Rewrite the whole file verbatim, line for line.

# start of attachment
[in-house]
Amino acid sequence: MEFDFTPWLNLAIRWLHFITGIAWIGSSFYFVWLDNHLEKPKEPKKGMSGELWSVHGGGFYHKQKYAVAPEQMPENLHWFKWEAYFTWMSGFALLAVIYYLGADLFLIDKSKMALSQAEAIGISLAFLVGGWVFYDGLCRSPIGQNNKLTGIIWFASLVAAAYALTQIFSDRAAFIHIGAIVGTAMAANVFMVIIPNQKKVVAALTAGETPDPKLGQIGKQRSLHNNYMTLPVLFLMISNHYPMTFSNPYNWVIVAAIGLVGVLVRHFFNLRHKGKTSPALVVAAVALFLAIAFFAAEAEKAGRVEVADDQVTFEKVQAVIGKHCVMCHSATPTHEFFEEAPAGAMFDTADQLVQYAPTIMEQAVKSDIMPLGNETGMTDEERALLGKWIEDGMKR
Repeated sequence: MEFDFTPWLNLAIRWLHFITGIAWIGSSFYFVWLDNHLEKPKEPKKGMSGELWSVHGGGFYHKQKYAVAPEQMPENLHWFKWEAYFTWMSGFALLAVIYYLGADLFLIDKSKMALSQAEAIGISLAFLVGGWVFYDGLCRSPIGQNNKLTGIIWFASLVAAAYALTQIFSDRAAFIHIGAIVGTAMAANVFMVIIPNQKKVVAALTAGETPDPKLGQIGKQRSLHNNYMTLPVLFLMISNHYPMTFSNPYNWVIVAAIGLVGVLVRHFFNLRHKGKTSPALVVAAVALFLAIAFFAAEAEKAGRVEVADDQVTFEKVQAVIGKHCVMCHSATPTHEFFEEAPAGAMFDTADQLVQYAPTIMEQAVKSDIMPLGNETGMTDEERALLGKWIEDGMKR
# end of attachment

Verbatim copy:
[in-house]
Amino acid sequence: MEFDFTPWLNLAIRWLHFITGIAWIGSSFYFVWLDNHLEKPKEPKKGMSGELWSVHGGGFYHKQKYAVAPEQMPENLHWFKWEAYFTWMSGFALLAVIYYLGADLFLIDKSKMALSQAEAIGISLAFLVGGWVFYDGLCRSPIGQNNKLTGIIWFASLVAAAYALTQIFSDRAAFIHIGAIVGTAMAANVFMVIIPNQKKVVAALTAGETPDPKLGQIGKQRSLHNNYMTLPVLFLMISNHYPMTFSNPYNWVIVAAIGLVGVLVRHFFNLRHKGKTSPALVVAAVALFLAIAFFAAEAEKAGRVEVADDQVTFEKVQAVIGKHCVMCHSATPTHEFFEEAPAGAMFDTADQLVQYAPTIMEQAVKSDIMPLGNETGMTDEERALLGKWIEDGMKR
Repeated sequence: MEFDFTPWLNLAIRWLHFITGIAWIGSSFYFVWLDNHLEKPKEPKKGMSGELWSVHGGGFYHKQKYAVAPEQMPENLHWFKWEAYFTWMSGFALLAVIYYLGADLFLIDKSKMALSQAEAIGISLAFLVGGWVFYDGLCRSPIGQNNKLTGIIWFASLVAAAYALTQIFSDRAAFIHIGAIVGTAMAANVFMVIIPNQKKVVAALTAGETPDPKLGQIGKQRSLHNNYMTLPVLFLMISNHYPMTFSNPYNWVIVAAIGLVGVLVRHFFNLRHKGKTSPALVVAAVALFLAIAFFAAEAEKAGRVEVADDQVTFEKVQAVIGKHCVMCHSATPTHEFFEEAPAGAMFDTADQLVQYAPTIMEQAVKSDIMPLGNETGMTDEERALLGKWIEDGMKR